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Water CIP Review Committee

A Water Capital Improvement Project (CIP) Review Committee was appointed by Mayor Tatton and has been meeting the last several months to review the City’s culinary water distribution system.  Committee members are City water consultant Gerald Hayward, Council member Colleen Bonner, Public Works Shane Owens, Public Works Cory Lott, City Engineer Wes Johnson and Mayor Connie Tatton. The Committee evaluated the City’s needs for the next 25 years.  The charge of the committee was to make a comprehensive list of CIP projects, list advantages for upgrading our system, explore finance options to keep the City out of debt, and make recommendations to the City Council. The Committee did not consider the unknown: growth, inflation and unforeseen emergencies, i.e. tank failure. 

The Committee has made a list of 23 plus projects that need to be completed at some point.  None are critical now but they will be critical at some point within the next 25 years. The Committee evaluated the pipe material and size.  All of the projects we put on the list have outdated cement, transite, cast iron, or galvanized pipe. These pipe materials are all either inadequate, leaking, currently do not meet state standards, or potentially pose a slight health hazard. The Committee has one line on the list that is plastic, but it needs to be replaced because it is only 2 inches wide where the standard requires 8 inches. The City’s risk insurance company indicates it needs to be replaced for fire flow protection.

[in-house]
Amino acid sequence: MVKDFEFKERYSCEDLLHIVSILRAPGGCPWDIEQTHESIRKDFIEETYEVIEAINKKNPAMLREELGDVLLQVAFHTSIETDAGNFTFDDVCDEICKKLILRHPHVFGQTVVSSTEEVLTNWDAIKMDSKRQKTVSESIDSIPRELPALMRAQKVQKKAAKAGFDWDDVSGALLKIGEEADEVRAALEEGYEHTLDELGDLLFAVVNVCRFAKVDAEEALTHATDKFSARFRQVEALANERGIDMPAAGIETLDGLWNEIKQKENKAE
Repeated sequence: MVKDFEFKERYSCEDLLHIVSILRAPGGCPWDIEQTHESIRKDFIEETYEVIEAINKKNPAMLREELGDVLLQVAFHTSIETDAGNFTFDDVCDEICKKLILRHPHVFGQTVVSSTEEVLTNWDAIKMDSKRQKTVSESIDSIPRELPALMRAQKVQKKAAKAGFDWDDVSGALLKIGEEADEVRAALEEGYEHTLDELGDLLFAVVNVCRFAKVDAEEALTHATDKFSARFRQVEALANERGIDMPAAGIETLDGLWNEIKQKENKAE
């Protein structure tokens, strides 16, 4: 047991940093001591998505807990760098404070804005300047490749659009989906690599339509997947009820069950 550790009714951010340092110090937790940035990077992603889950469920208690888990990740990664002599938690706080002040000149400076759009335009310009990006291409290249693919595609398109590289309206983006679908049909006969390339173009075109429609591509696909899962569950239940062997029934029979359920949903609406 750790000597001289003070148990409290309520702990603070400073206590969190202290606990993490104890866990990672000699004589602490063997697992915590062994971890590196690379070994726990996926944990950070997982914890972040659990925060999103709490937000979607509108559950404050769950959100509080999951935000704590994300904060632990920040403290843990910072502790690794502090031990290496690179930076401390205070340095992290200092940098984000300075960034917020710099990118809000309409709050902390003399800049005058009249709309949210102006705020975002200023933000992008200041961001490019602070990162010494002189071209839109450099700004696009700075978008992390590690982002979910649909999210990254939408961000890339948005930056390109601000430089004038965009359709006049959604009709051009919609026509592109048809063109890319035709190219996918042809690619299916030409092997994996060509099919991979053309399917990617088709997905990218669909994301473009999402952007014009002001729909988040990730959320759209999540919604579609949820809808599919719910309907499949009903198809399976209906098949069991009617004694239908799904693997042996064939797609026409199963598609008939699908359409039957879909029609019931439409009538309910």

The Committee developed a spread sheet on the pipe costs and road repair costs.  This adds up to a little more than $8.3 million.  The Committee:

  • Reviewed current revenue and expenditures, impact fees, and water reserve fund.
  • Explored borrowing and bonding.  
  • Reviewed grants we have applied for in the past with no success, because our water rates are considered low and our household income high. 
  • Also reviewed a CIB loan application in 2004 which was aborted by Council because of high lending costs. 
  • Reviewed Community Development Block Grants (CDBG) the City has had in the past where over 18 blocks of lines were replaced.  The City is now ineligible for CDBG because of high household income levels.